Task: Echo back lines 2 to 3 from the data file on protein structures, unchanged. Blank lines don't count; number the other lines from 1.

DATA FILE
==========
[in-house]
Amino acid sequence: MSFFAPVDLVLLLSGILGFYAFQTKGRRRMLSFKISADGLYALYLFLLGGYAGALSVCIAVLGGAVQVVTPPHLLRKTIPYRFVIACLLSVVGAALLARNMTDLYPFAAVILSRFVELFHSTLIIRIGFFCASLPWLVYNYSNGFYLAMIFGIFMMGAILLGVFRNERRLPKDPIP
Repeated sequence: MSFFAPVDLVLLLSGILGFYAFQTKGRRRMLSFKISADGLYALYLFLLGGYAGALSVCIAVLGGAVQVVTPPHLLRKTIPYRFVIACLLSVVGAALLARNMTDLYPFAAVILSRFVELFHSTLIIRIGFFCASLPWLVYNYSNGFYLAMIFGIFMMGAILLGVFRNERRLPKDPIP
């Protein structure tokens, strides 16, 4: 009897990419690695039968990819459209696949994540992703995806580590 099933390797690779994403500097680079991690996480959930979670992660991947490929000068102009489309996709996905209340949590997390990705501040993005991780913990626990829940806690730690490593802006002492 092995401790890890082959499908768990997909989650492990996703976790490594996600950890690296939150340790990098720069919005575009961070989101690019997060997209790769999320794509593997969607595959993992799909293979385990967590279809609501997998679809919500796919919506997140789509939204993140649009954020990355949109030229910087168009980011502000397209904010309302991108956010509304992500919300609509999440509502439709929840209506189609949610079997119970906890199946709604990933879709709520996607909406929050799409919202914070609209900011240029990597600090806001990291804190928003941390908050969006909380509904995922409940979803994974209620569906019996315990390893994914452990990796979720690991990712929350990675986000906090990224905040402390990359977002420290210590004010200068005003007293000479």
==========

Amino acid sequence: MSFFAPVDLVLLLSGILGFYAFQTKGRRRMLSFKISADGLYALYLFLLGGYAGALSVCIAVLGGAVQVVTPPHLLRKTIPYRFVIACLLSVVGAALLARNMTDLYPFAAVILSRFVELFHSTLIIRIGFFCASLPWLVYNYSNGFYLAMIFGIFMMGAILLGVFRNERRLPKDPIP
Repeated sequence: MSFFAPVDLVLLLSGILGFYAFQTKGRRRMLSFKISADGLYALYLFLLGGYAGALSVCIAVLGGAVQVVTPPHLLRKTIPYRFVIACLLSVVGAALLARNMTDLYPFAAVILSRFVELFHSTLIIRIGFFCASLPWLVYNYSNGFYLAMIFGIFMMGAILLGVFRNERRLPKDPIP